The Nebraska Indians Today
There have been great changes in the Indian Tribes which once called Nebraska their home. The Pawnees, reduced in number to 653, live on their reservation in Oklahoma.
Next to the Pawnees on the west is the reserve of the Otoes and Missouri's, living together as one tribe now numbering only 411. They have a beautiful rich prairie bordered with timber for their home.
Joining the Otoe reserve on the north is the land of the Poncas. Here live the part of the Ponces, 583 in number, who did not return to Nebraska.
Thus side by side in the heart of Oklahoma live three tribes of Nebraska Indians.
They visit each other and keep alive the memory of the land in the north where they once lived. They still think of Nebraska as their old home and their children grow up hearing, from the lips of the older men and women, many wonderful stories of the old times.
The former Nebraska Sioux, who number about 12,000 people, live on their great reservation in South Dakota. They are often seen in the Nebraska towns along the border.
Part of the Cheyenne's and Arapahoe's who once roamed western Nebraska are now in Oklahoma and number about 2,000. The remainder are in Wyoming.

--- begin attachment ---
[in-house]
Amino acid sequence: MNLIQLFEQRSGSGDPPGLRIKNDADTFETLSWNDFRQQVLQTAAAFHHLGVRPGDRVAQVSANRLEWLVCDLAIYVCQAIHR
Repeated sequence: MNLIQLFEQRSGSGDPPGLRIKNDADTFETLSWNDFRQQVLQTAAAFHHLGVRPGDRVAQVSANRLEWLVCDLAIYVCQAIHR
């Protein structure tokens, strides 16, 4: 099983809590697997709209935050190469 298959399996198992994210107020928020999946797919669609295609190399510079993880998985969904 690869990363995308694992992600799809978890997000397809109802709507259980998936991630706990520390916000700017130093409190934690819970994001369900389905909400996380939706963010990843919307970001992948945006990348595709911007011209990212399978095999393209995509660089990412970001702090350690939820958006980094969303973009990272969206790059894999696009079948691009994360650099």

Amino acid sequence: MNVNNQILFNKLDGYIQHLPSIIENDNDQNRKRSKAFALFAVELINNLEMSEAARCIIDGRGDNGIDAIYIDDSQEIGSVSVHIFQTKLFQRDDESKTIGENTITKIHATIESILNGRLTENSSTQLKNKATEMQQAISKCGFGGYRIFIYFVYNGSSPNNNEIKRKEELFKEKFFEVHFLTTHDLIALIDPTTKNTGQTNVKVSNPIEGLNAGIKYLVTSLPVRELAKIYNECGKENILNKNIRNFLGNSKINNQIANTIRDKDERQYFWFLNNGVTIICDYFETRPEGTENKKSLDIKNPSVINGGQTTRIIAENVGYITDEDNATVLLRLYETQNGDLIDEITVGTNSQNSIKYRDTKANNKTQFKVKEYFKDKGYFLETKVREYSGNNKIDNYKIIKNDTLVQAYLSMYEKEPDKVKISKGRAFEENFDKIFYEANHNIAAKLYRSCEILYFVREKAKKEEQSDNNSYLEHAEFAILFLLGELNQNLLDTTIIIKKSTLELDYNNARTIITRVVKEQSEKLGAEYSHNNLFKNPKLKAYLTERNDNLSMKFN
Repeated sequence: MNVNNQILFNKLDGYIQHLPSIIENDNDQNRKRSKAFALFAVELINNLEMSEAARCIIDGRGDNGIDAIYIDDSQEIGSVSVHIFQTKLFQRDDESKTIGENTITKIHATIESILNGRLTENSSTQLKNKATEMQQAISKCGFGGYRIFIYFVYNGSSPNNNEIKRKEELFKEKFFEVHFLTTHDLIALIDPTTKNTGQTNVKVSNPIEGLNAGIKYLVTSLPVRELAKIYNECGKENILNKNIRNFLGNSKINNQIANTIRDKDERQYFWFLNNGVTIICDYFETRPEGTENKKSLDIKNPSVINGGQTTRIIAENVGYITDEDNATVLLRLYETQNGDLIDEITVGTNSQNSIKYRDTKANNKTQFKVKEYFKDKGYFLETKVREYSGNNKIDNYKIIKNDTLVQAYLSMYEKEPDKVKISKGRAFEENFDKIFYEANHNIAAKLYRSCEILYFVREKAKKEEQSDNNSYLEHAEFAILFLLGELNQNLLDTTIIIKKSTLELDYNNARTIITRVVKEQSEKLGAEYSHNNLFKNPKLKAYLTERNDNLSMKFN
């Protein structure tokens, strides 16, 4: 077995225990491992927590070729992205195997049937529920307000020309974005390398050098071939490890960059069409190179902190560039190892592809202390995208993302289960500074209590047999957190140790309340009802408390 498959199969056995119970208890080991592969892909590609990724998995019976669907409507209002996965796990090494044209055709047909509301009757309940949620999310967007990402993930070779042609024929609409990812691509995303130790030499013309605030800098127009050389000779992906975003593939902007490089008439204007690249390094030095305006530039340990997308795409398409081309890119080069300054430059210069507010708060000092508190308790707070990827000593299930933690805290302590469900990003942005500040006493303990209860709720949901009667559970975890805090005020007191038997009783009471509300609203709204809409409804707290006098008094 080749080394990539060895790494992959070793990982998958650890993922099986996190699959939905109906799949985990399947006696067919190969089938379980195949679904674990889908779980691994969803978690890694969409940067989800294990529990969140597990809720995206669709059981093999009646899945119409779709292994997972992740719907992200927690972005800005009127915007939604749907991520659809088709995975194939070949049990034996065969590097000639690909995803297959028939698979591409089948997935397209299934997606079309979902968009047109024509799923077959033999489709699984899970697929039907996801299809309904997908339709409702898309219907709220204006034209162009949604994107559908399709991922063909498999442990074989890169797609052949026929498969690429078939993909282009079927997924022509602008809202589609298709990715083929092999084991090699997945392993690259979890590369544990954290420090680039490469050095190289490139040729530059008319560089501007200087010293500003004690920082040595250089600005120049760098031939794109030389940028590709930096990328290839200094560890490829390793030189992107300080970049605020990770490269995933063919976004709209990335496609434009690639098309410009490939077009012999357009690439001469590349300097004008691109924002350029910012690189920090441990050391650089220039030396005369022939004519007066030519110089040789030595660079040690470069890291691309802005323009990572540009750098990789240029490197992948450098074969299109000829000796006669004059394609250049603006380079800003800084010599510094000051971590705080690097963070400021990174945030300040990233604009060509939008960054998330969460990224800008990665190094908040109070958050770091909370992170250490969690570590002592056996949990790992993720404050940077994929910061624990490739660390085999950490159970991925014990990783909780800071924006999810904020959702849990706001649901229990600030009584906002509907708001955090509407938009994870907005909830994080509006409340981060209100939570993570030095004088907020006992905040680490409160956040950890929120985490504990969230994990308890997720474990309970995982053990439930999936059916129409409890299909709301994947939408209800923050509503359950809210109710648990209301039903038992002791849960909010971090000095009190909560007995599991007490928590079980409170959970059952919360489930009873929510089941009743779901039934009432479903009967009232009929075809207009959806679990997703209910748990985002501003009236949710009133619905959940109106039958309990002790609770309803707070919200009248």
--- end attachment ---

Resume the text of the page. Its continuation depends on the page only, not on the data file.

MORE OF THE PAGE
There are at the present time 3,784 Indians in Nebraska. Of these the Omaha and Ponca are the only Native Nebraska Tribes.
The Omaha's number 1,276 and live in Thurston County.
The Nebraska band of the Poncas has about 290 members and lives at its old home near the mouth of the Niobrara River.
The Indians now living in Nebraska who were moved here by the United States are as follows:
The Winnebagos, 1,063 in number, live neighbors to the Omaha's. Their former home was in Wisconsin and Minnesota. They came to Nebraska in 1865.
The Santee Sioux were moved from Minnesota in 1864, and settled in Knox County along the Missouri River. There are 1,155 of them.
The Sauk and Fox Indians of Missouri were located in 1861 on a reserve in southeast Nebraska and northeast Kansas. The number about 100.
History and Stories of Nebraska
Rights of Indians
All the Indians now living in Nebraska are citizens and have the same right to vote and to hold office that white people have. They own some of the best land in the state, much of it rented to white farmers.
Some of the Indians work hard and are learning the white man's way of living, while others cling to the old life and love to spend their time visiting each other and telling stories of the days before the white men came.
Their children go to school and learn the English language, although the Indian Languages are still spoken in their home.
Passing of the Old Life
In a few years the old languages and the old Indian ways will be gone forever and nothing will remain of Indian life in Nebraska but its story.
History and Stories of Nebraska - 1914